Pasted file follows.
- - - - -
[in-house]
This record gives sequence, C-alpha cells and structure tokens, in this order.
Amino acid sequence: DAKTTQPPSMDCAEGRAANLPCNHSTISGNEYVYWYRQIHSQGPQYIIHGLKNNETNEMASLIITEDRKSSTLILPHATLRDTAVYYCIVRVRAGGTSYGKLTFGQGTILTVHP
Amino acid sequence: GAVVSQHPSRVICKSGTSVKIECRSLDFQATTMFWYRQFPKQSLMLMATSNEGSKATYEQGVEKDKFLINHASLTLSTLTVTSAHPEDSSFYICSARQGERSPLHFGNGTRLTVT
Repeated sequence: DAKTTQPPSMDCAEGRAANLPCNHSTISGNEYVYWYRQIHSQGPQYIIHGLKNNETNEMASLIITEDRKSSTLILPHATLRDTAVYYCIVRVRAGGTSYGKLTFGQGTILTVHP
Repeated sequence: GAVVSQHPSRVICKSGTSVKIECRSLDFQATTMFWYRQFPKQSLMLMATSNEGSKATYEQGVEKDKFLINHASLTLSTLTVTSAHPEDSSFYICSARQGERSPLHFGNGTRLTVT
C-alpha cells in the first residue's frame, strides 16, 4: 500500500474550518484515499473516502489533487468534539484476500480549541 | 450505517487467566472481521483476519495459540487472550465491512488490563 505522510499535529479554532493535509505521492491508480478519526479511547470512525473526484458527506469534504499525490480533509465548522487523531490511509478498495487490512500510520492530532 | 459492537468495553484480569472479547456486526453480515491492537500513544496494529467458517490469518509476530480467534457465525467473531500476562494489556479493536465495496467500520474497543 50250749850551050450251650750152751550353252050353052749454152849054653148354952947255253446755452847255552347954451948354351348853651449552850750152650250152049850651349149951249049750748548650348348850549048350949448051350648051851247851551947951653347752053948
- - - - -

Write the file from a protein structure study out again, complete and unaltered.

[in-house]
This record gives sequence, C-alpha cells and structure tokens, in this order.
Amino acid sequence: DAKTTQPPSMDCAEGRAANLPCNHSTISGNEYVYWYRQIHSQGPQYIIHGLKNNETNEMASLIITEDRKSSTLILPHATLRDTAVYYCIVRVRAGGTSYGKLTFGQGTILTVHP
Amino acid sequence: GAVVSQHPSRVICKSGTSVKIECRSLDFQATTMFWYRQFPKQSLMLMATSNEGSKATYEQGVEKDKFLINHASLTLSTLTVTSAHPEDSSFYICSARQGERSPLHFGNGTRLTVT
Repeated sequence: DAKTTQPPSMDCAEGRAANLPCNHSTISGNEYVYWYRQIHSQGPQYIIHGLKNNETNEMASLIITEDRKSSTLILPHATLRDTAVYYCIVRVRAGGTSYGKLTFGQGTILTVHP
Repeated sequence: GAVVSQHPSRVICKSGTSVKIECRSLDFQATTMFWYRQFPKQSLMLMATSNEGSKATYEQGVEKDKFLINHASLTLSTLTVTSAHPEDSSFYICSARQGERSPLHFGNGTRLTVT
C-alpha cells in the first residue's frame, strides 16, 4: 500500500474550518484515499473516502489533487468534539484476500480549541 | 450505517487467566472481521483476519495459540487472550465491512488490563 505522510499535529479554532493535509505521492491508480478519526479511547470512525473526484458527506469534504499525490480533509465548522487523531490511509478498495487490512500510520492530532 | 459492537468495553484480569472479547456486526453480515491492537500513544496494529467458517490469518509476530480467534457465525467473531500476562494489556479493536465495496467500520474497543 50250749850551050450251650750152751550353252050353052749454152849054653148354952947255253446755452847255552347954451948354351348853651449552850750152650250152049850651349149951249049750748548650348348850549048350949448051350648051851247851551947951653347752053948